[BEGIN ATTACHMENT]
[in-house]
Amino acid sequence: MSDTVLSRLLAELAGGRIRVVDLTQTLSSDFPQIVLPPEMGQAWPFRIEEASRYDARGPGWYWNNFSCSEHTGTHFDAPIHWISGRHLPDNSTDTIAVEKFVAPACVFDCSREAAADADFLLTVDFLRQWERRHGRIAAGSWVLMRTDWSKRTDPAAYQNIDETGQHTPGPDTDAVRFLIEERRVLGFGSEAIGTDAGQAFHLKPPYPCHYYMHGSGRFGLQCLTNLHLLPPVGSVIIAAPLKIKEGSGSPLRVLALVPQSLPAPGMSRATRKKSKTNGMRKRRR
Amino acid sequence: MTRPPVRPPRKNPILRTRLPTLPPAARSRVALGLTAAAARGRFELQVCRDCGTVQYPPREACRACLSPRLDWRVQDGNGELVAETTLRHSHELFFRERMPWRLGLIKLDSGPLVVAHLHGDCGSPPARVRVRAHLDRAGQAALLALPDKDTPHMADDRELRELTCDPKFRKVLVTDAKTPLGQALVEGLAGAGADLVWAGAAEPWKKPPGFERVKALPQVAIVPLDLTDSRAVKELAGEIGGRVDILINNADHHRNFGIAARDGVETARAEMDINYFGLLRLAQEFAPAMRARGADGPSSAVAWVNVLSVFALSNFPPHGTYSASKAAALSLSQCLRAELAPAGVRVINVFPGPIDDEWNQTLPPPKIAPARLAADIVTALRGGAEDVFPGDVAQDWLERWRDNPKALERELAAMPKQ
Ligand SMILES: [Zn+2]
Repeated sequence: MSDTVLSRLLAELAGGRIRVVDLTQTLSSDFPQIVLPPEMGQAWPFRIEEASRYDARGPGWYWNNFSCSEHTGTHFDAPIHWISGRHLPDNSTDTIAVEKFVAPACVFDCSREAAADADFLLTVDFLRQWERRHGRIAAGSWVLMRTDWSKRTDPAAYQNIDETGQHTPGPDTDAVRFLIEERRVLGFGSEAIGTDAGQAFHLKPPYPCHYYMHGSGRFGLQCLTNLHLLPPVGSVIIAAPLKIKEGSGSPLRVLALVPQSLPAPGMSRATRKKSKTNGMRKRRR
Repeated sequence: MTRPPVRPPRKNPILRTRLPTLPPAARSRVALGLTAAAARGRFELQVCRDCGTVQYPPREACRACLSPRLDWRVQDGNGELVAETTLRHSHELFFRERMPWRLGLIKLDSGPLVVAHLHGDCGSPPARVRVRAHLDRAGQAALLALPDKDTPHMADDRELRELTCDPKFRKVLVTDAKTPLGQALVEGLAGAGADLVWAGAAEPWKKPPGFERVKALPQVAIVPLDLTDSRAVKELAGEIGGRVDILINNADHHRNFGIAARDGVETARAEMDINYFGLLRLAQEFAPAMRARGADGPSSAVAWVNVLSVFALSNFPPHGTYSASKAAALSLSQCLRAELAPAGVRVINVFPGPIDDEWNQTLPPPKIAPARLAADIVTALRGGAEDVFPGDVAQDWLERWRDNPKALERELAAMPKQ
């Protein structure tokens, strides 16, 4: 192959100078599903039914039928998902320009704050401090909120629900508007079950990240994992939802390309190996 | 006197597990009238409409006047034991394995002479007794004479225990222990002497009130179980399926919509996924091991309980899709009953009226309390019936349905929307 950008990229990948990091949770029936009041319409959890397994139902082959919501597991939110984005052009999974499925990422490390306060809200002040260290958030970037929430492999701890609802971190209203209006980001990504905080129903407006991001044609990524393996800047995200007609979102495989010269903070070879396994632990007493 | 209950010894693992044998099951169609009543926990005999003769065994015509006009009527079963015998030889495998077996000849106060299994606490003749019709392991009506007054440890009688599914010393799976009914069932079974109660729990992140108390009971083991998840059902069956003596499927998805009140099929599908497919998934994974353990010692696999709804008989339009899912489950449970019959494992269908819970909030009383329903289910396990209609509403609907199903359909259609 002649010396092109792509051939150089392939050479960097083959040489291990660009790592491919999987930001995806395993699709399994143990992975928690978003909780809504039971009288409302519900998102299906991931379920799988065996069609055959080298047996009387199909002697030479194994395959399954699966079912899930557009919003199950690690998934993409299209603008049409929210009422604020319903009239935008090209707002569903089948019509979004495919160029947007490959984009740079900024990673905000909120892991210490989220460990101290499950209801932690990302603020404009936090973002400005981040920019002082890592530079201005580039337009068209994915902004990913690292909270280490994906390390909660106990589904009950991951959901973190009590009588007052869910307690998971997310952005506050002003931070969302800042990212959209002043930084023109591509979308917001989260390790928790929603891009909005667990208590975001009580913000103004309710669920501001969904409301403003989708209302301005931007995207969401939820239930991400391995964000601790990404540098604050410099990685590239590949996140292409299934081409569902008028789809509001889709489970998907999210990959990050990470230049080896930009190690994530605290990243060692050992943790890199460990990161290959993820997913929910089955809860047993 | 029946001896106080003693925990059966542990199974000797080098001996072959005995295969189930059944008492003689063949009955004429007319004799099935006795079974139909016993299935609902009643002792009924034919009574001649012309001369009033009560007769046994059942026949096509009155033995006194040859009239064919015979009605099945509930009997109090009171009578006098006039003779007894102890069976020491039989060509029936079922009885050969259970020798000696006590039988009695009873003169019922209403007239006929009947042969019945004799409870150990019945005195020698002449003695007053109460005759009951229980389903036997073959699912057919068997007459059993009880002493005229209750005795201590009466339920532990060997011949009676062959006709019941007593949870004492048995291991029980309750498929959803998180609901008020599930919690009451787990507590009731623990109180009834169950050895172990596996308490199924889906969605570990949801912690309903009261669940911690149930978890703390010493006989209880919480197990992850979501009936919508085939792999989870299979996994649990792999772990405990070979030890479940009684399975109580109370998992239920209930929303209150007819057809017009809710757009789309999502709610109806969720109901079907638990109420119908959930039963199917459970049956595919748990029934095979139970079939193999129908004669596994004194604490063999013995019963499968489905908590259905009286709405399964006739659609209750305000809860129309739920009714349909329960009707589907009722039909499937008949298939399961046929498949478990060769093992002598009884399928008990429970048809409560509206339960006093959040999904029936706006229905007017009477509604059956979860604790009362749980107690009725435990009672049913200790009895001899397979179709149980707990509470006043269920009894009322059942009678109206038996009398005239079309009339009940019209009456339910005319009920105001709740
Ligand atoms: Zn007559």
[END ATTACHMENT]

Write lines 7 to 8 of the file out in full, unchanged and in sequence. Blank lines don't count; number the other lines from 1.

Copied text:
């Protein structure tokens, strides 16, 4: 192959100078599903039914039928998902320009704050401090909120629900508007079950990240994992939802390309190996 | 006197597990009238409409006047034991394995002479007794004479225990222990002497009130179980399926919509996924091991309980899709009953009226309390019936349905929307 950008990229990948990091949770029936009041319409959890397994139902082959919501597991939110984005052009999974499925990422490390306060809200002040260290958030970037929430492999701890609802971190209203209006980001990504905080129903407006991001044609990524393996800047995200007609979102495989010269903070070879396994632990007493 | 209950010894693992044998099951169609009543926990005999003769065994015509006009009527079963015998030889495998077996000849106060299994606490003749019709392991009506007054440890009688599914010393799976009914069932079974109660729990992140108390009971083991998840059902069956003596499927998805009140099929599908497919998934994974353990010692696999709804008989339009899912489950449970019959494992269908819970909030009383329903289910396990209609509403609907199903359909259609 002649010396092109792509051939150089392939050479960097083959040489291990660009790592491919999987930001995806395993699709399994143990992975928690978003909780809504039971009288409302519900998102299906991931379920799988065996069609055959080298047996009387199909002697030479194994395959399954699966079912899930557009919003199950690690998934993409299209603008049409929210009422604020319903009239935008090209707002569903089948019509979004495919160029947007490959984009740079900024990673905000909120892991210490989220460990101290499950209801932690990302603020404009936090973002400005981040920019002082890592530079201005580039337009068209994915902004990913690292909270280490994906390390909660106990589904009950991951959901973190009590009588007052869910307690998971997310952005506050002003931070969302800042990212959209002043930084023109591509979308917001989260390790928790929603891009909005667990208590975001009580913000103004309710669920501001969904409301403003989708209302301005931007995207969401939820239930991400391995964000601790990404540098604050410099990685590239590949996140292409299934081409569902008028789809509001889709489970998907999210990959990050990470230049080896930009190690994530605290990243060692050992943790890199460990990161290959993820997913929910089955809860047993 | 029946001896106080003693925990059966542990199974000797080098001996072959005995295969189930059944008492003689063949009955004429007319004799099935006795079974139909016993299935609902009643002792009924034919009574001649012309001369009033009560007769046994059942026949096509009155033995006194040859009239064919015979009605099945509930009997109090009171009578006098006039003779007894102890069976020491039989060509029936079922009885050969259970020798000696006590039988009695009873003169019922209403007239006929009947042969019945004799409870150990019945005195020698002449003695007053109460005759009951229980389903036997073959699912057919068997007459059993009880002493005229209750005795201590009466339920532990060997011949009676062959006709019941007593949870004492048995291991029980309750498929959803998180609901008020599930919690009451787990507590009731623990109180009834169950050895172990596996308490199924889906969605570990949801912690309903009261669940911690149930978890703390010493006989209880919480197990992850979501009936919508085939792999989870299979996994649990792999772990405990070979030890479940009684399975109580109370998992239920209930929303209150007819057809017009809710757009789309999502709610109806969720109901079907638990109420119908959930039963199917459970049956595919748990029934095979139970079939193999129908004669596994004194604490063999013995019963499968489905908590259905009286709405399964006739659609209750305000809860129309739920009714349909329960009707589907009722039909499937008949298939399961046929498949478990060769093992002598009884399928008990429970048809409560509206339960006093959040999904029936706006229905007017009477509604059956979860604790009362749980107690009725435990009672049913200790009895001899397979179709149980707990509470006043269920009894009322059942009678109206038996009398005239079309009339009940019209009456339910005319009920105001709740
Ligand atoms: Zn007559």